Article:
Calcium in Heart Scan Predicts Disease

Calcium in Heart Scan Predicts Disease
EBT Scan Most Useful in People at Intermediate Risk of Heart Attack

May 12, 2003 -- Roughly half of all heart attacks and other coronary deaths occur in people without symptoms of heart disease. A new and somewhat controversial screening method that measures calcium deposits in the walls of the arteries that cover the heart offers the promise of predicting these events in this group of hard-to-identify patients.
In the largest study ever published assessing electron beam coronary artery calcium scanning as a screening tool for heart disease, researchers concluded that the diagnostic method was remarkably useful for identifying future trouble in people at moderate risk. Compared with men with the lowest levels of the calcium deposits in the coronary arteries, men with the highest levels of calcium scores were twice as likely to have heart attacks and 10 times as likely to need bypass surgery or angioplasty.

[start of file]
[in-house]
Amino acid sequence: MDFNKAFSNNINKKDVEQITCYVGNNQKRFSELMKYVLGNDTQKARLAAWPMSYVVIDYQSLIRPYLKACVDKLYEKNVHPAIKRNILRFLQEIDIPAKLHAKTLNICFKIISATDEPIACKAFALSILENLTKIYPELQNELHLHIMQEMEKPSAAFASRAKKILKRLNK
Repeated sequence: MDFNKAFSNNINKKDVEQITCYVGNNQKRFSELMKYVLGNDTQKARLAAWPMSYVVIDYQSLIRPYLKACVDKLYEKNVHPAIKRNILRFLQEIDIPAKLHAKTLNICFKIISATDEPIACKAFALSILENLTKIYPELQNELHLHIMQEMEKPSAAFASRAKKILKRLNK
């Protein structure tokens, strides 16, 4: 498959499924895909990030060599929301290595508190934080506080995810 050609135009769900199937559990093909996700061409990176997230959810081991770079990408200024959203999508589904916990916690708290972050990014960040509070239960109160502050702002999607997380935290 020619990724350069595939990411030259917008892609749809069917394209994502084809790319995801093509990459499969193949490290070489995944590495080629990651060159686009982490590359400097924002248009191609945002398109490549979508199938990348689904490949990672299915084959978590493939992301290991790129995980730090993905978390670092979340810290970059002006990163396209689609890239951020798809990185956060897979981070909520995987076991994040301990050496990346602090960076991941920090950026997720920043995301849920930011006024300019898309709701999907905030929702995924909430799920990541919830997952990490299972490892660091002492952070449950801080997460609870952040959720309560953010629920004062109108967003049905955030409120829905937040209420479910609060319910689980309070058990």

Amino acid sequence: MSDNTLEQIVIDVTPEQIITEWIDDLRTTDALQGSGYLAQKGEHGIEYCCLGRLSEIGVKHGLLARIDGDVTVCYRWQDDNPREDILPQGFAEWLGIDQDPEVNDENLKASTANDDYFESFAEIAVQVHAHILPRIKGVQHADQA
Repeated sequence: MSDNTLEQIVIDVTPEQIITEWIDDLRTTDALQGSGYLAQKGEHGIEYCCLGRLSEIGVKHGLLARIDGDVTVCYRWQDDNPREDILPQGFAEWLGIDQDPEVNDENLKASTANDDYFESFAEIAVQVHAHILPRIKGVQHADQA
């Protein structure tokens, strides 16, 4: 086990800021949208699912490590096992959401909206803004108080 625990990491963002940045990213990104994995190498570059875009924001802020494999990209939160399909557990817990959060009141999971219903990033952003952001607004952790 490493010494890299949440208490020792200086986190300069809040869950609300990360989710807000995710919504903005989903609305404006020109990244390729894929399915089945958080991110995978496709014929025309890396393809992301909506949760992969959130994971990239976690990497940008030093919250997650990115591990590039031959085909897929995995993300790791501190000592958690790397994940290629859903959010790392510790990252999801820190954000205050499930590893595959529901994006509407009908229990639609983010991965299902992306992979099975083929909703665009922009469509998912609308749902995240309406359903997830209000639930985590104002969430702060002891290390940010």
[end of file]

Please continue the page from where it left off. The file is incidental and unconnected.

"Electron beam tomography (EBT) provided incremental information above the traditional risk factor assessment for this intermediate risk group," lead researcher George T. Kondos, MD, tells WebMD. "This appears to be much better than the traditional treadmill test for identifying people with asymptomatic disease."
In this study, Kondos and colleagues at the University of Illinois College of Medicine used EBT to evaluate the risk for coronary events among 5,635 men and women with no symptoms of heart disease. Participants were asked to hold their breath on two occasions for 30 seconds to one minute while lying on a special couch that slid into a hollow computed tomography (CT) scanner. During this time, electron beams create multiple images of the heart, and a computer measures the density of calcium deposits in the artery walls.
Within three-and-a-half years of having the test, 224 of the volunteers developed evidence of heart disease. They either required bypass surgery or angioplasty to open clogged arteries, had...